Applied Technology: SDR in the Broadcast Environment

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Applied Technology: SDR in the Broadcast Environment

Nov 1, 2014 9:00 AM, By Brandon Malatest, Per Vices

The software-defined radio (SDR) is redefining the way we look at information transmission and retrieval. SDR technology is capable of covering a huge part of the spectrum and displaying the information in a digital format. The world of RF communication has changed. SDR technology is affordable, high quality, versatile and available today.

The tools of SDR are simple: an RF front end, a method of converting the raw data into a digital format, and software to manipulate the digitized data. In the case of SDR in broadcast environments, the incoming RF signal is down converted to a lower frequency, typically the audio frequency band, determined by the input signal and the desired output. Once down converted, the signal is digitized and cleaned using digital signal processing (DSP). Using fairly simple software you can pick out one set of frequencies and process the information to decode audio, show a waterfall display or display text from an encoded signal.

Implementing a transmitter is just as simple. Software allows you to create a signal in any modulation style (AM, FM, QAM, SSB, PSK, etc) by arranging modules within the software. You then are able to package the signal and broadcast it on the desired frequency using the SDR hardware.


There are many SDR transceiver products on the market today. Price and quality vary drastically, and there is a tough cost/benefit tradeoff to consider. For some applications in the hobbyist market, there are a number of options ranging from $50 up to $500. For those who are interested in using SDR for more advanced applications including medium- and high-end broadcast uses, however, one option is the Crimson SDR from Per Vices.

Crimson SDR

Per Vices is based in Toronto, Ontario. They recently launched the Crimson SDR, which offers a multichannel receiver and transmitter with four independently controllable RX and TX chains. Crimson uses four, dual-channel 16-bit ADCs with a sample rate of 320 MSPS and two quad-channel 16-bit DACs with a sample rate of 2500 MSPS which allows high bandwidth for receive and transmit applications. The device operates over a wide part of the spectrum enabling users to transmit and receive from 100 kHz to 6 GHz. Unlike traditional RF equipment with a single transmitter or receiver, Crimson can do multiple independent operations simultaneously. A multi-channel SDR transceiver such as this has the potential to replace several pieces of test equipment on the bench or in the field.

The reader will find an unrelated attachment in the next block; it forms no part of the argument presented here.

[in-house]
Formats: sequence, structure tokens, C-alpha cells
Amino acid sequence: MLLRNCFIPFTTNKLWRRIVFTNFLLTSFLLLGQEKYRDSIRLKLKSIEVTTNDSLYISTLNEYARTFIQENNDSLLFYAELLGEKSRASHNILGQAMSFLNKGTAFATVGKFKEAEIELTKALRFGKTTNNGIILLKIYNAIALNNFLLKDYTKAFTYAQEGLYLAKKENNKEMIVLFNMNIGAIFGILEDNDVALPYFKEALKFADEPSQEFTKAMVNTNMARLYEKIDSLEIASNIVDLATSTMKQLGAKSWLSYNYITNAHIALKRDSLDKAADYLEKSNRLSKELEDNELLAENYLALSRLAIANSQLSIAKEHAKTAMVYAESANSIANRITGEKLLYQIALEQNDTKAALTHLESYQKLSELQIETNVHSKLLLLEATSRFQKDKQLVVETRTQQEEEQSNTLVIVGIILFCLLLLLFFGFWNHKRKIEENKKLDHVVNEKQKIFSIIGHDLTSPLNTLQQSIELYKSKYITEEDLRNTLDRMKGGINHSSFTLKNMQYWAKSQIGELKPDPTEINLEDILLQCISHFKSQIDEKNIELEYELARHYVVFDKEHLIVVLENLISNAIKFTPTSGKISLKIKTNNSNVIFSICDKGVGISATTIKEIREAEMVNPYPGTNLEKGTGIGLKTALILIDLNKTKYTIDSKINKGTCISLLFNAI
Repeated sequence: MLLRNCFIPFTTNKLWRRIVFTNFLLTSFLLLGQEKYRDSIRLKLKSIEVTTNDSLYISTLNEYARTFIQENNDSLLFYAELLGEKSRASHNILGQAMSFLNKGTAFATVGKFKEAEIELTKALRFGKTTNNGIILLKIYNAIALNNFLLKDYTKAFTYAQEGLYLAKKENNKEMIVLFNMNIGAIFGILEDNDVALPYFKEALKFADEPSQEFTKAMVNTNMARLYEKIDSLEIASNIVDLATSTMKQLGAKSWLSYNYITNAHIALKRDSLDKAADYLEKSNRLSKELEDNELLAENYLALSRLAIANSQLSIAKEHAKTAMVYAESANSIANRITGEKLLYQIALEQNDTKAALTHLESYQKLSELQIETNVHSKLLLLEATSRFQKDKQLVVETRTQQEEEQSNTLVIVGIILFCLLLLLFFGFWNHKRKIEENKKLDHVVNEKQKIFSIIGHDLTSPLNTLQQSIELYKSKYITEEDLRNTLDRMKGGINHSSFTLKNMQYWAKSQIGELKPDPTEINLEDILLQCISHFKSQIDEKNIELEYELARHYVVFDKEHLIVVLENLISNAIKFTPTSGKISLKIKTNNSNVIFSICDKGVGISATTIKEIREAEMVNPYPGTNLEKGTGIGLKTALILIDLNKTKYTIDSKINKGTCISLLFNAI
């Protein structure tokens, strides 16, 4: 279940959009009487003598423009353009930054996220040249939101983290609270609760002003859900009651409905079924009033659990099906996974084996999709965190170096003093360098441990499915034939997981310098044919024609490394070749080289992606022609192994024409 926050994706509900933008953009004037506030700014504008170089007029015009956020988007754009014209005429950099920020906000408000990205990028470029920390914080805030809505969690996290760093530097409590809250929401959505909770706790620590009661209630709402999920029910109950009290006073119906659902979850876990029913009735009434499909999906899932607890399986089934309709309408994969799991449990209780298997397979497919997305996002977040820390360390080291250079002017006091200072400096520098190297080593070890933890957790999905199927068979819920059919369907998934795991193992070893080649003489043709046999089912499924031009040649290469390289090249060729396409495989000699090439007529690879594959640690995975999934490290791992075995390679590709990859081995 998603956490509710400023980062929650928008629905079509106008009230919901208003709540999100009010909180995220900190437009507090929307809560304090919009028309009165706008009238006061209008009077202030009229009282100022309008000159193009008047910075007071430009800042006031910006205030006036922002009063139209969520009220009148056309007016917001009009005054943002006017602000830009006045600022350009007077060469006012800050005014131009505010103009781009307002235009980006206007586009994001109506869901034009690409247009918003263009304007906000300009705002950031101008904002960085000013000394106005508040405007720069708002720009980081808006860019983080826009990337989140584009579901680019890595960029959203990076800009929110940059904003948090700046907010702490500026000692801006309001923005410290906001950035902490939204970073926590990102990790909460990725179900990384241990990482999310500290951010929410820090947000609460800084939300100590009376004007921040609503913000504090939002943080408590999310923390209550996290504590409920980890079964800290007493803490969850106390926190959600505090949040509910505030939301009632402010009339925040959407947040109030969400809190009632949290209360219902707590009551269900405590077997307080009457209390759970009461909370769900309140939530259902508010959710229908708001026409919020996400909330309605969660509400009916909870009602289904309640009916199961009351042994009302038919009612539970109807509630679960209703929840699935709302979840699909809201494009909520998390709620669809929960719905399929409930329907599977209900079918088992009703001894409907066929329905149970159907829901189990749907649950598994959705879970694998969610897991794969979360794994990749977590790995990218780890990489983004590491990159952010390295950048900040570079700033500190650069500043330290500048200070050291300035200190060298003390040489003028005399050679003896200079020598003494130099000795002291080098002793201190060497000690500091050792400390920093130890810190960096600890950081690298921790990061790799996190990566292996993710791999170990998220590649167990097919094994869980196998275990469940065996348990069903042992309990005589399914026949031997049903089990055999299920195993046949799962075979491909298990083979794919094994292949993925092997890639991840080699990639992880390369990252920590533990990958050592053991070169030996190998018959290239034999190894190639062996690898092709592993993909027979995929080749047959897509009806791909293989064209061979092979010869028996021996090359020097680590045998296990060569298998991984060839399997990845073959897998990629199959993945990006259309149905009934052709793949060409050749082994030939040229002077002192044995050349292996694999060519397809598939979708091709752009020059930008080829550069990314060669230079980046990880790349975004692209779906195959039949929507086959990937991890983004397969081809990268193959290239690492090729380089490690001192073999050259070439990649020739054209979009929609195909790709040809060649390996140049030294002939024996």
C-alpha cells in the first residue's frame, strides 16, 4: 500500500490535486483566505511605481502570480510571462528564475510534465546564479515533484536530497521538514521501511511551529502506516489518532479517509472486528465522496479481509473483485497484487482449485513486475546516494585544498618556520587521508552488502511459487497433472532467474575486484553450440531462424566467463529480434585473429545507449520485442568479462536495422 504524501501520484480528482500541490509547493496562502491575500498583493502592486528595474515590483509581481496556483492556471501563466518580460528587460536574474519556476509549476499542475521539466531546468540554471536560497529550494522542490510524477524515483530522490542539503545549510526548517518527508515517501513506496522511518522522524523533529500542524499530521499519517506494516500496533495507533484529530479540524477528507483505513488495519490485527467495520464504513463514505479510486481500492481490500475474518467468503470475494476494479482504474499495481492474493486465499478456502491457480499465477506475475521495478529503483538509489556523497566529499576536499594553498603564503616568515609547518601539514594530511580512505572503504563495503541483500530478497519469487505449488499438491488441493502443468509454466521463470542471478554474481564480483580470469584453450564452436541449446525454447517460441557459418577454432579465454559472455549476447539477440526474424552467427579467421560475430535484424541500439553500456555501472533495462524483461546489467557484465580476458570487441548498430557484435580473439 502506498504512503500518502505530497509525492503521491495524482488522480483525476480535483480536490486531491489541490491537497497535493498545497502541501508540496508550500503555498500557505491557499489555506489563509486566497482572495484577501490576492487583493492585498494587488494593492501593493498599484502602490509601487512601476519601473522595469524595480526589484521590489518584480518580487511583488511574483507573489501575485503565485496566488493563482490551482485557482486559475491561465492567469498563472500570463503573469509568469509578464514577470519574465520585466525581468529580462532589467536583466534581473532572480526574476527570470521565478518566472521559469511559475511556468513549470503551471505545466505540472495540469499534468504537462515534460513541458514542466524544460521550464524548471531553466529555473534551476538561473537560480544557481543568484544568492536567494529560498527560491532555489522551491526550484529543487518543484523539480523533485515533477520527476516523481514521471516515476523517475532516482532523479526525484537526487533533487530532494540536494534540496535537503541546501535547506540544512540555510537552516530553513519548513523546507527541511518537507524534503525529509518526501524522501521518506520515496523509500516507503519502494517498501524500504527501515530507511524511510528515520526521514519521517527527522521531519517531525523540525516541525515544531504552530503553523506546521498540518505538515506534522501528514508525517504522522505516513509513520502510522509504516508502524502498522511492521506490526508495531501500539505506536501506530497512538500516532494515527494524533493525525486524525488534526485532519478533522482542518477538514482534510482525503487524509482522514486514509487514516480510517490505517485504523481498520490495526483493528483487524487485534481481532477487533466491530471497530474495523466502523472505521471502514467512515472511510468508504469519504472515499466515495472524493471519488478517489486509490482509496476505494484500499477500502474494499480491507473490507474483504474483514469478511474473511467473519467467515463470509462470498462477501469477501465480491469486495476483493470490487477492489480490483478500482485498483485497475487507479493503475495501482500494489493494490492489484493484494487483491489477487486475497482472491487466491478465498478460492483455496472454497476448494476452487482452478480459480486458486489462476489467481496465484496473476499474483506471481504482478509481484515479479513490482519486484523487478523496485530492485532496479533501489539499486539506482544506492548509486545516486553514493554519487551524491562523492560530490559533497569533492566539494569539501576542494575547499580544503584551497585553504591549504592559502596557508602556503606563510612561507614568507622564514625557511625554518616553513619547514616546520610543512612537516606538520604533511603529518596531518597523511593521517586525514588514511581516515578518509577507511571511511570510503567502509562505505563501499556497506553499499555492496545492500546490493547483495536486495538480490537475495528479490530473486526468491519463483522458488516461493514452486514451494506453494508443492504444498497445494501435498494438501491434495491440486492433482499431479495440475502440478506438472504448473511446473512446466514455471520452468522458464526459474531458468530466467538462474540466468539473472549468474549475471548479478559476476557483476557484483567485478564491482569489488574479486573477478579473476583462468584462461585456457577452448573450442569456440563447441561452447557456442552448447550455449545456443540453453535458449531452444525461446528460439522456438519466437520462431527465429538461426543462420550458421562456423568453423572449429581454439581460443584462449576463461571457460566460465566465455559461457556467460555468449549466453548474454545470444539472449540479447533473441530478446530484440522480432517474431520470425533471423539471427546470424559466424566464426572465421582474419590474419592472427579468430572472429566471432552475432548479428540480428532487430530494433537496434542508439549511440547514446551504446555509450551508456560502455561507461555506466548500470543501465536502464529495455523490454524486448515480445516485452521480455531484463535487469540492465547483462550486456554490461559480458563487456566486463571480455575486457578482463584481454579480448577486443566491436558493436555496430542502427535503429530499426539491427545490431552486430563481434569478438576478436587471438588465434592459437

GNU Radio

GNURadio is a commonly used, open-source, software development toolkit that provides a set of signal processing blocks to interact with software-defined radio hardware. The software itself is a collection of modules that can be easily reconfigured with relative ease. For those experienced in the Python and C++ languages, the software can be modified and enhanced to create a completely new modulation method.

Out with the Old, in with the SDR

The beauty of SDR lies in its ability to be easily reconfigured. As digital communication modes mature and new ones are invented, they can be decoded by adding a software module as opposed to changing hardware. As the upper frequency range of digital processing chips continues to increase, new services can be accommodated. In an emergency, networks of transceivers can provide receive and transmit coverage similar to that of traditional repeaters, but with much more agility. Implementing such a system on a large scale using spread spectrum technology would create a very robust and secure network.

Having reached maturity, the existing world of communication technology is being turned upside down by the rapid advancement of SDR-based products. SDR technologies provide for future upgrades that adapt to new developments in RF communications.

Brandon Malatest is chief operating officer for Per Vices Corporation